In this paper we introduce a theoretical framework and a logical application for analysing the semantics and pragmatics of contrastive conjunctions in natural language. It is shown how expressions like although, nevertheless, yet, and but are semantically definable as connectives using an operator for implication in natural language and how similar pragmatic principles affect the behaviour of both contrastive conjunctions and indicative conditionals. Following previous proposals, conditions on contrast in a conjunction are analysed as presuppositions of die conjunction. Further linguistic (...) evidence leads to a distinction between restrictive and non-restrictive connectives of contrast, and consequently between direct and indirect contrast, which are given a precise definition. A general interface for a theory of contrast using possible world semantics for implication is then presented. As a test case, we show how this interface is applicable to the semantics for conditionals that was introduced by Veltman in his article 'Data semantics and the pragmatics of indicative conditionals' (1986). This application yields an extension of Veltman's Data Logic, called Contrastive Data Logic Once appropriate modifications are added to Veltman's pragmatic considerations, we show that contrastive data logic provides an adequate tool for the analysis of substantial linguistic data concerning contrast and implication in natural language. (shrink)
We present an approach to combining three areas of research which we claim are all based on information theory: knowledge representation in Artificial Intelligence and Cognitive Science using prototypes, plans, or schemata; formal semantics in natural language, especially the semantics of the `if-then' conditional construct; and the logic of subjunctive conditionals first developed using a possible worlds semantics by Stalnaker and Lewis. The basic premise of the paper is that both schema-based inference and the semantics of conditionals are based on (...) Dretske's notion of information flow and Barwise and Perry's notion of a constraint in situation semantics. That is, the connection between antecedent and consequent of a conditional `if were the case then would be the case' is an informational relation holding with respect to a pragmatically determined utterance situation. The bridge between AI and conditional logic is that a prototype or planning schema represents a situation type, and the background assumptions underlying the application of a schema in a situation correspond to channel conditions on the flow of information. Adapting the work of Stalnaker and Lewis, the semantics of conditionals is modeled by a refinement ordering on situations: a conditional `if then ' holds with respect to a situation if all the minimal refinements of the situation that support also support . We present new logics of situations, information flow, and subjunctive conditionals based on three-valued partial logic that formalizes our approach, and conclude with a discussion of the resulting theory of conditionals, including the "paradoxes" of conditional implication, the difference between truth conditions and assertability conditions for subjunctive conditionals, and the relationship between subjunctive and indicative conditionals. (shrink)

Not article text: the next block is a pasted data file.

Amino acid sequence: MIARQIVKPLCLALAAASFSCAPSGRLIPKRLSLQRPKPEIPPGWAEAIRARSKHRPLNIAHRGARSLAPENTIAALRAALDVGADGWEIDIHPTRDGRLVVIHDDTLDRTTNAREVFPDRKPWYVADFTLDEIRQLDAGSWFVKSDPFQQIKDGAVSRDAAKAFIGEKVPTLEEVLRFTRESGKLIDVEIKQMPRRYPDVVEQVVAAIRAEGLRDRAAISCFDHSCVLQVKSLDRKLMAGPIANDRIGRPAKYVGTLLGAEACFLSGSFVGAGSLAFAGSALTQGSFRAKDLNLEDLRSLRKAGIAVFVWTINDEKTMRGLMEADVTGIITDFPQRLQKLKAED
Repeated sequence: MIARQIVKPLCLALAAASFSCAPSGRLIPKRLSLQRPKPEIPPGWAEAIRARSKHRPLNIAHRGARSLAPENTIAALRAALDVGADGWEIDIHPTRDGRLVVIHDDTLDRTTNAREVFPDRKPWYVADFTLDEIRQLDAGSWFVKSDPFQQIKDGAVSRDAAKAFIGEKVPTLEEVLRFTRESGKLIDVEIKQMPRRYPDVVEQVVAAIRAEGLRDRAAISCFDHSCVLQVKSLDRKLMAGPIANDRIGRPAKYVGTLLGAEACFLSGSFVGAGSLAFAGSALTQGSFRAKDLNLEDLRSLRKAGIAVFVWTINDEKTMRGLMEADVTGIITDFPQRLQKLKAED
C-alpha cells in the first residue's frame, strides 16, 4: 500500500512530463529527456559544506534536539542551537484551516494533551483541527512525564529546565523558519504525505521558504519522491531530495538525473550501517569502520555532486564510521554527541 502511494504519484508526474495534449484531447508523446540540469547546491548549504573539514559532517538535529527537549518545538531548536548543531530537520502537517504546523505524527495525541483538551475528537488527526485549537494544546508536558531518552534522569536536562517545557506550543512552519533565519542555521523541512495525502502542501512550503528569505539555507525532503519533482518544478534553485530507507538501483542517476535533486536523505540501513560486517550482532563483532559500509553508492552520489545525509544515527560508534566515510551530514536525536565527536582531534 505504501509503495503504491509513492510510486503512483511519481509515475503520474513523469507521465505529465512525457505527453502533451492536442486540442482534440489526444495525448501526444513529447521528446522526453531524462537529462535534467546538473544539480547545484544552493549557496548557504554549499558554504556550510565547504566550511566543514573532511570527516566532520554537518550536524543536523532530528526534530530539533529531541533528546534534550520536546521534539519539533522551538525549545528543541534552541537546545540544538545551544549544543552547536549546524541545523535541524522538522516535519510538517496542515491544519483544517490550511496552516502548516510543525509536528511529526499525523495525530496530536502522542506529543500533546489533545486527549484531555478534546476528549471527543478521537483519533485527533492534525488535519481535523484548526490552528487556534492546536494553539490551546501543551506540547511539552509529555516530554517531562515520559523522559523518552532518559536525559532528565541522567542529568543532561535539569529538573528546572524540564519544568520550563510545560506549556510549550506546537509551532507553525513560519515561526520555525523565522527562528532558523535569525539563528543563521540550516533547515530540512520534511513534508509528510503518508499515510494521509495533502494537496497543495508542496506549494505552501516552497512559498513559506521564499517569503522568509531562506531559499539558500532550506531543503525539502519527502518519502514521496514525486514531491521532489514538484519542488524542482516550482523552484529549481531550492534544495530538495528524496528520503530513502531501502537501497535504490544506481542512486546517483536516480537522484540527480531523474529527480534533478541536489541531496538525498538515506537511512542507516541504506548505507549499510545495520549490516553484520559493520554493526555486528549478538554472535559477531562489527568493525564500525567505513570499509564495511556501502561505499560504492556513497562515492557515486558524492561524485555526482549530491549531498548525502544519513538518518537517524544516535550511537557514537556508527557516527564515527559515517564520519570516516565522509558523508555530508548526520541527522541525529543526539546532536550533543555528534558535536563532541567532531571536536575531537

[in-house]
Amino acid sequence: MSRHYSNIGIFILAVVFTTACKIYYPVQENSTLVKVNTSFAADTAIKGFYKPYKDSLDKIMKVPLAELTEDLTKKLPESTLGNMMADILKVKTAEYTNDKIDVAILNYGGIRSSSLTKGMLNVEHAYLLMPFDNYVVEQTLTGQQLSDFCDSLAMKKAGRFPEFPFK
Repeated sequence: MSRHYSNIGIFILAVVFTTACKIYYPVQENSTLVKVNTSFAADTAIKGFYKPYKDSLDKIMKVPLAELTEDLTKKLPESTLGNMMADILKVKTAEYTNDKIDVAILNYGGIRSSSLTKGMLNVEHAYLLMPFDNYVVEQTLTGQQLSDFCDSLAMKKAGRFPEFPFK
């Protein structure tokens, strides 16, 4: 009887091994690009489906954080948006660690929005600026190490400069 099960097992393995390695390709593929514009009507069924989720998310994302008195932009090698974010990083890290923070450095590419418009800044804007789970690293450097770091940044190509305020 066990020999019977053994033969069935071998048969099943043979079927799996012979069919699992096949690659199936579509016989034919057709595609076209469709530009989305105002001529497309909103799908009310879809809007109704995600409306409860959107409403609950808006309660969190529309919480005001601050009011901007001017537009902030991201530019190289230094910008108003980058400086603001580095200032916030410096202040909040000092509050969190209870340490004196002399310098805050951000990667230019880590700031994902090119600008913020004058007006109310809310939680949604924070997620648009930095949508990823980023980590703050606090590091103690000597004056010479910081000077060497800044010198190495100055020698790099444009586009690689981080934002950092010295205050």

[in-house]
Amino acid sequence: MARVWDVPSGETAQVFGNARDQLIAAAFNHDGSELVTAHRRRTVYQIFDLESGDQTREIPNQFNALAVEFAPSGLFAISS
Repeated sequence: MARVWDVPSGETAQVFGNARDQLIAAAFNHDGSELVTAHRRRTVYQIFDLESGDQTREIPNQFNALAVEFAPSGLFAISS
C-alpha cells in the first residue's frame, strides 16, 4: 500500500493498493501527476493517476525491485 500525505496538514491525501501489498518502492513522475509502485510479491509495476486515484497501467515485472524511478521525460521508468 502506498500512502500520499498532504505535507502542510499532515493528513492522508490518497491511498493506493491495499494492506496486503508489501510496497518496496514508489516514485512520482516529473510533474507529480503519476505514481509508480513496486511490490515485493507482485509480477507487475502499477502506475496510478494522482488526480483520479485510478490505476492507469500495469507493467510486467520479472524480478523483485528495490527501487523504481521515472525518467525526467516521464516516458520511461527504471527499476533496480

This is a study in the meaning of natural language probability operators, sentential operators such as probably and likely. We ask what sort of formal structure is required to model the logic and semantics of these operators. Along the way we investigate their deep connections to indicative conditionals and epistemic modals, probe their scalar structure, observe their sensitivity to contex- tually salient contrasts, and explore some of their scopal idiosyncrasies.